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Home / Blog / And the Duck Gets the Nutter Butter: The Latest from GTMO
January 29, 2018

And the Duck Gets the Nutter Butter: The Latest from GTMO

Two weeks ago, Army Col. James L. Pohl, the presiding judge in the case of the alleged 9/11 co-conspirators at the Guantanamo Bay military commissions, issued an alarming opinion. If reports are true, Judge Pohl determined that a secret authorization he issued in 2014, which allowed the destruction of a CIA black site, was A-OK, and that defense attorneys didn’t need to know.

Seems legit, and not at all like a certain Friends episode.

The decision responds to a May 2016 defense filing in which the attorneys for Khalid Sheikh Mohammad requested that Judge Pohl recuse himself from the case and disqualify Chief Prosecutor Brigadier General Mark Martins and all members of the prosecution serving under him. The defense motion outlines how Judge Pohl granted a classified request from the prosecution to destroy the black site, despite a standing order to preserve it. Defense attorneys were only made aware of the order a year and a half later, long after the site had been destroyed. They argue that this secret communication and destruction of evidence irreparably damages their client’s case.

Where to begin?

First, this is the legal case of the century, one of the most important in the history of the United States. It is imperative for the victims, their families, the defendants, and our country that this case is conducted properly. Defendants are presumed innocent until proven guilty and are entitled to a full and robust defense. Once (if?) this case goes to trial and a verdict is rendered, the defendants are entitled to appeal the decision. If the judge is found to be biased against the defendants, an appeals court could overturn the verdict. Therefore, secretly agreeing to destroy evidence that the defense argued was critical to their case risks undermining any convictions.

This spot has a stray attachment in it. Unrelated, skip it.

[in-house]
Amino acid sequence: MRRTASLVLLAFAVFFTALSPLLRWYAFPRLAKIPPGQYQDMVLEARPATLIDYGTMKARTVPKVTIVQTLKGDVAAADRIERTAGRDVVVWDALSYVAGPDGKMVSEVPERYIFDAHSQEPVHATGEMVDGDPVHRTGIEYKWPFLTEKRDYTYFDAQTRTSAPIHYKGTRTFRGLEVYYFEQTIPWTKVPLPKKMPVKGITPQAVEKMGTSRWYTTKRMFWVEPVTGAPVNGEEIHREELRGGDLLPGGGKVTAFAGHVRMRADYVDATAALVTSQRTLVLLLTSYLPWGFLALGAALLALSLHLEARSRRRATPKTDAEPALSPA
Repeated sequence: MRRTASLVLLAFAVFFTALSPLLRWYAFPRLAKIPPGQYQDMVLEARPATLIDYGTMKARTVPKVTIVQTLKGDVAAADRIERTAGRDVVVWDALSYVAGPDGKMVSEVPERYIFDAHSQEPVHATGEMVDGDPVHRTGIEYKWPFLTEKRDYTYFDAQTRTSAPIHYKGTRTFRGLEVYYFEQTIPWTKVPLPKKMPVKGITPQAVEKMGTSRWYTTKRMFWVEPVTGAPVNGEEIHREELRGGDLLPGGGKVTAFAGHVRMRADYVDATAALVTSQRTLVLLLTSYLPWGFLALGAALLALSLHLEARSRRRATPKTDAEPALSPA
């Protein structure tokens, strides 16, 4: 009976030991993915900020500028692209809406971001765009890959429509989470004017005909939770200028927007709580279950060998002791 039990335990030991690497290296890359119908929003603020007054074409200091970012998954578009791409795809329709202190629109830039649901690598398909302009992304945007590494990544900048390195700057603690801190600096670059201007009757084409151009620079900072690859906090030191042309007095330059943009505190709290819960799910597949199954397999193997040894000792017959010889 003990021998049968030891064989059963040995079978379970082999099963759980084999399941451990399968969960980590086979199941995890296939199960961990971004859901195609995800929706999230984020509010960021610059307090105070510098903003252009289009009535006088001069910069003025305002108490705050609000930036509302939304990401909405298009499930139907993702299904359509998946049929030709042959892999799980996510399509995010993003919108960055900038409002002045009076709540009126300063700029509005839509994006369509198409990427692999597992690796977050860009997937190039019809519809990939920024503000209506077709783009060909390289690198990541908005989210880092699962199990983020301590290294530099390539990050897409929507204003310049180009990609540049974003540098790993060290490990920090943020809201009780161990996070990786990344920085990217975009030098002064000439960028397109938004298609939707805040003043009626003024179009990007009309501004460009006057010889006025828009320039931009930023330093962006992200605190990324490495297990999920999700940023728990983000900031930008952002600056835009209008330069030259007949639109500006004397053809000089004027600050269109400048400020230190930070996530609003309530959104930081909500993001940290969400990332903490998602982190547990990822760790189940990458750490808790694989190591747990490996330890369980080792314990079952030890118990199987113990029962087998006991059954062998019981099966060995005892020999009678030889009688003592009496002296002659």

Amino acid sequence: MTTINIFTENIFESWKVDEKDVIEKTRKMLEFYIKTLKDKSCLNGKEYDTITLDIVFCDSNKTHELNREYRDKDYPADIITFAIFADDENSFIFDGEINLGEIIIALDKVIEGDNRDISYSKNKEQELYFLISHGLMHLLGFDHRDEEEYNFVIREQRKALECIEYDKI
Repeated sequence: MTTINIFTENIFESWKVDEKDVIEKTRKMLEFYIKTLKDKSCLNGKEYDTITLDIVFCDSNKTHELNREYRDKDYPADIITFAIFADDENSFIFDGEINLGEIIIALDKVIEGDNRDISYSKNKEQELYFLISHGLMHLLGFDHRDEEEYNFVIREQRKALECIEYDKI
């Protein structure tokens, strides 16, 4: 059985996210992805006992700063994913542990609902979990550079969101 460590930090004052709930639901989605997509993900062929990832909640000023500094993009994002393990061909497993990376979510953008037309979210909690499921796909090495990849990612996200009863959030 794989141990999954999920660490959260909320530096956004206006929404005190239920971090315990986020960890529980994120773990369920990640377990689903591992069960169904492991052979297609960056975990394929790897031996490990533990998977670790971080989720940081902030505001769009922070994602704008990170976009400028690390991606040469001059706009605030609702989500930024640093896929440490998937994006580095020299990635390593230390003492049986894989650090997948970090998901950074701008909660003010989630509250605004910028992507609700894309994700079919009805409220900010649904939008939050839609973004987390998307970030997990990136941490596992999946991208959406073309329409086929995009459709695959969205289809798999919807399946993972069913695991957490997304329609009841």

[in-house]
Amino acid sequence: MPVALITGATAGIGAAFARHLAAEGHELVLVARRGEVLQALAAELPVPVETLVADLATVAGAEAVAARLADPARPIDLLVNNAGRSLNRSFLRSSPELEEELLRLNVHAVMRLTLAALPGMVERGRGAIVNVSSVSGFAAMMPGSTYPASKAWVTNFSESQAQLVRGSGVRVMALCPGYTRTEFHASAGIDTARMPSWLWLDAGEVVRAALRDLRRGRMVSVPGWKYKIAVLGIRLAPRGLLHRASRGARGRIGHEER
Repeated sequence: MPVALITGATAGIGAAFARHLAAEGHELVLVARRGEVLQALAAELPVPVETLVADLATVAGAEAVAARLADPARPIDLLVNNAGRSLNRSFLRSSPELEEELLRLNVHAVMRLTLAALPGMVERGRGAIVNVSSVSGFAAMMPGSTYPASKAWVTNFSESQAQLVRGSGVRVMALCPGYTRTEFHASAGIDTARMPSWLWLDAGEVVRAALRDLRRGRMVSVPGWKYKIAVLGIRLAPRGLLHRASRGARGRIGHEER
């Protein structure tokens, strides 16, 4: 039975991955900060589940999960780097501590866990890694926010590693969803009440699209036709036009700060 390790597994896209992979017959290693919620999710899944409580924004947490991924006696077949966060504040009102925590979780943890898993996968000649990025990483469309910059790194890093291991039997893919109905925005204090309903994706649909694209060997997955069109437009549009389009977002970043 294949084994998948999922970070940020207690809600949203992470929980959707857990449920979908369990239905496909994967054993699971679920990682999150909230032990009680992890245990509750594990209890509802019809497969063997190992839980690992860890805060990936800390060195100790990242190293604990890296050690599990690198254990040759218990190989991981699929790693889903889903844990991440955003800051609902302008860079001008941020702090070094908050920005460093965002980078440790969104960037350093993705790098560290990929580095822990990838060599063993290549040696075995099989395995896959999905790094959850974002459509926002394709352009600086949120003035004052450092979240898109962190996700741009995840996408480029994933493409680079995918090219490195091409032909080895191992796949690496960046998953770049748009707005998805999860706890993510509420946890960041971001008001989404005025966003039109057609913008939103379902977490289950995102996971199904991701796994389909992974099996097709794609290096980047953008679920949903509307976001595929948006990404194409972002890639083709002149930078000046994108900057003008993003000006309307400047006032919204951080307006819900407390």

Second, this motion and ruling speak to the U.S. government’s perpetual interest in covering up its history of torture. It is well documented in the Senate Select Committee on Intelligence’s Summary Report on the CIA’s Rendition, Detention and Interrogation program that Mr. Mohammad spent several years at various black sites and was tortured. He was subjected to 183 waterboarding sessions, forced nudity, painful stress positions, and walling. His extensive torture is likely to play a large role in his defense and could be critical in sentence mitigation. It’s difficult to see Judge Pohl’s secret authorization as anything but a continuation of that cover up.

This development is just more proof of what we’ve been saying for years: Guantanamo is a failure. More than 16 years after the attacks of 9/11, the alleged perpetrators still haven’t been put on trial. President Trump has acknowledged the glacial pace of the military commissions. While federal courts continue to produce convictions in fair and speedy terrorism trials, the military commissions are riddled with delays and cancellations, and even if a case is resolved, there’s nearly a 50/50 chance that at least part of the conviction will be overturned. It costs hundreds of millions of dollars a year to run the detention facility, and our relationships with allies continue to suffer every day it remains open. The military commissions prove, nearly every week, that they are a waste of time and resources.

Guantanamo is a disaster for justice, integrity, and America. It is long past time that we admit our failure and shut it down.